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Sensing Genomic Sequences using the Bacterial CRISPR Immune System: a Potential New Platform Technology

Internationalisation Fellowships


The project will investigate how the intriguing CRISPR/Cas9 system can be adapted to a versatile platform sensor. Such a sensor could easily be adapted to detect any given DNA/RNA sequence and it will be able to combine the specificity known from PCR with the ease-of-use known from ELISA-based tests. Once developed, the platform sensor has the potential to revolutionise diagnosis, sanitary control, food security and other areas where polynucleotide sequence detection is essential.


To accommodate the increasing global population with an expected increased international mobility, we must go beyond what is currently possible and develop novel, rapid and sensitive tools for diagnosis, sanitary control and food security. Such novel tools are required to be robust and easy to use, while still possessing the sensitivity known from current technologies. We aim to develop a platform technology, which will be able to detect targeted polynucleotide sequences and the readout is expected to be adaptable into a stick-dip test similar to well-known pregnancy test.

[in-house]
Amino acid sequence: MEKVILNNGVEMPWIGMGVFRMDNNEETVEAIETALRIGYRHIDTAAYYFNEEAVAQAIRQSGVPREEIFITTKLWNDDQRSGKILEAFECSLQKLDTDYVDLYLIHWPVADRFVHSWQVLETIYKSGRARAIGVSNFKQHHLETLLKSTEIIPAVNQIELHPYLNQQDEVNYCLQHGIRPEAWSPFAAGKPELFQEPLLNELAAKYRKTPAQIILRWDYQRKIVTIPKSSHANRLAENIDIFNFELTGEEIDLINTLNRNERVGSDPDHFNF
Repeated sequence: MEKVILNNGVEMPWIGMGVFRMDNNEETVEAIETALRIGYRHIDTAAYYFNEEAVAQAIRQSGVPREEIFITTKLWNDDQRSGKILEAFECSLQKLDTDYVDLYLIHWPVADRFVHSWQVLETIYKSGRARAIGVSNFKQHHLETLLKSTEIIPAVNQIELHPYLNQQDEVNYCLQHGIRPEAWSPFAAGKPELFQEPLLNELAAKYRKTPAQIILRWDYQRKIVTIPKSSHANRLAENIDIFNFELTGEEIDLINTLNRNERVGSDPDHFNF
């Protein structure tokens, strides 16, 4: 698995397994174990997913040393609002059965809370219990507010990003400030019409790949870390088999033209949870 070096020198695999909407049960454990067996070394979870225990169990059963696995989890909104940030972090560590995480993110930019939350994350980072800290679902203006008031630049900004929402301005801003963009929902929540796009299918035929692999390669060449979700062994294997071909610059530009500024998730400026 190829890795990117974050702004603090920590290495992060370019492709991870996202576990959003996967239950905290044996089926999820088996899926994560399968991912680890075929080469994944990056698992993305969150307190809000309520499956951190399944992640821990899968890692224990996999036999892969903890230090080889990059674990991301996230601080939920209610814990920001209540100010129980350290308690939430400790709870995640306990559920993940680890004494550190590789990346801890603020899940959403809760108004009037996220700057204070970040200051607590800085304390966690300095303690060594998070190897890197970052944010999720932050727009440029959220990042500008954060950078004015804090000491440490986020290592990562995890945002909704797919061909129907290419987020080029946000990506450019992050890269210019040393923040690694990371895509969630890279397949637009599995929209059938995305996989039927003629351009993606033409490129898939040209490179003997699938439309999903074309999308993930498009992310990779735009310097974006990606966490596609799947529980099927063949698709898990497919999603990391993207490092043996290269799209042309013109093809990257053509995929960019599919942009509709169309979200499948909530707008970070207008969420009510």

The platform sensor will have two components (hybrid-proteins) each consisting of three elements: Cell Penetrating Peptide (CPP), a nuclease deficient Cas9 (dCas9) and Protein-fragment Complementation Assays (PCA). CPP to facilitate crossing over the cellular membrane, dCas9 will be directed to target DNA using gRNA and PCA to facilitate a sensitive readout. If the target sequence is present in a sample, the two hybrid-proteins will generate a detectable signal upon recognition. The platform will be developed and examined using target DNA sequences for specific detection of the viruses causing HIV, HPV and herpes, but we expect the platform can be adjusted to detect a variety of bacterial and eukaryotic microbes.


The proposed platform technology will have a cascade of applications in fundamental and applied science. Such applications include point-of-care diagnostics in resource limiting areas, sanitary control in hospitals and in food production. The development of the proposed technology could be central to accommodate an expected increased pressure on our healthcare, food production and sanitary control.